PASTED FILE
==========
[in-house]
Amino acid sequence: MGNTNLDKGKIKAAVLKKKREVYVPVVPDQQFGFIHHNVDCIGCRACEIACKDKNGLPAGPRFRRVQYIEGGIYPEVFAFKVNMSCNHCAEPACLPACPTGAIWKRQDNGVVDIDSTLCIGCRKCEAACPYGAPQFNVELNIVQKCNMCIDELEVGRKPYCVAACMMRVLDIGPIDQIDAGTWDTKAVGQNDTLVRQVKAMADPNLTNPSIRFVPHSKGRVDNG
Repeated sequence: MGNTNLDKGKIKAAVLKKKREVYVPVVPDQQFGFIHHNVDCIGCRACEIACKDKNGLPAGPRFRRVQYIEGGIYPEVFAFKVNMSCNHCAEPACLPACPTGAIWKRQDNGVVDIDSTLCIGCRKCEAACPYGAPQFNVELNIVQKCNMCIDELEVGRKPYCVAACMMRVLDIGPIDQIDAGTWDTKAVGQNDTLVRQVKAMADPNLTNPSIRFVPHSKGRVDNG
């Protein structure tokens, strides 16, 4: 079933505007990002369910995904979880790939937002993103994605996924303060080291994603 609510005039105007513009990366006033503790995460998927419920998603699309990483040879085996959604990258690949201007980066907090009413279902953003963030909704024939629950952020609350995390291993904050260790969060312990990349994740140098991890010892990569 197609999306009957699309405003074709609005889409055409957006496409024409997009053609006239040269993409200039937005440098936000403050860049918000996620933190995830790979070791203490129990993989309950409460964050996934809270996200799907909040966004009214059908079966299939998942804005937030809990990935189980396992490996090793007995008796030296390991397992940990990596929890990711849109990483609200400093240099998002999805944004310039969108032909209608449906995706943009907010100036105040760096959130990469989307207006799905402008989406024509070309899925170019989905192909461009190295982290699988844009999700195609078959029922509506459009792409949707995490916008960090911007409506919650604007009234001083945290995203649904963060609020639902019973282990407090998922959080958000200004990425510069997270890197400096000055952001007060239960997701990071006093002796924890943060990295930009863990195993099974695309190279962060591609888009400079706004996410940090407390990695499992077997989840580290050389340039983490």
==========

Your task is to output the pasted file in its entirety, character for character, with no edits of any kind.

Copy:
[in-house]
Amino acid sequence: MGNTNLDKGKIKAAVLKKKREVYVPVVPDQQFGFIHHNVDCIGCRACEIACKDKNGLPAGPRFRRVQYIEGGIYPEVFAFKVNMSCNHCAEPACLPACPTGAIWKRQDNGVVDIDSTLCIGCRKCEAACPYGAPQFNVELNIVQKCNMCIDELEVGRKPYCVAACMMRVLDIGPIDQIDAGTWDTKAVGQNDTLVRQVKAMADPNLTNPSIRFVPHSKGRVDNG
Repeated sequence: MGNTNLDKGKIKAAVLKKKREVYVPVVPDQQFGFIHHNVDCIGCRACEIACKDKNGLPAGPRFRRVQYIEGGIYPEVFAFKVNMSCNHCAEPACLPACPTGAIWKRQDNGVVDIDSTLCIGCRKCEAACPYGAPQFNVELNIVQKCNMCIDELEVGRKPYCVAACMMRVLDIGPIDQIDAGTWDTKAVGQNDTLVRQVKAMADPNLTNPSIRFVPHSKGRVDNG
């Protein structure tokens, strides 16, 4: 079933505007990002369910995904979880790939937002993103994605996924303060080291994603 609510005039105007513009990366006033503790995460998927419920998603699309990483040879085996959604990258690949201007980066907090009413279902953003963030909704024939629950952020609350995390291993904050260790969060312990990349994740140098991890010892990569 197609999306009957699309405003074709609005889409055409957006496409024409997009053609006239040269993409200039937005440098936000403050860049918000996620933190995830790979070791203490129990993989309950409460964050996934809270996200799907909040966004009214059908079966299939998942804005937030809990990935189980396992490996090793007995008796030296390991397992940990990596929890990711849109990483609200400093240099998002999805944004310039969108032909209608449906995706943009907010100036105040760096959130990469989307207006799905402008989406024509070309899925170019989905192909461009190295982290699988844009999700195609078959029922509506459009792409949707995490916008960090911007409506919650604007009234001083945290995203649904963060609020639902019973282990407090998922959080958000200004990425510069997270890197400096000055952001007060239960997701990071006093002796924890943060990295930009863990195993099974695309190279962060591609888009400079706004996410940090407390990695499992077997989840580290050389340039983490």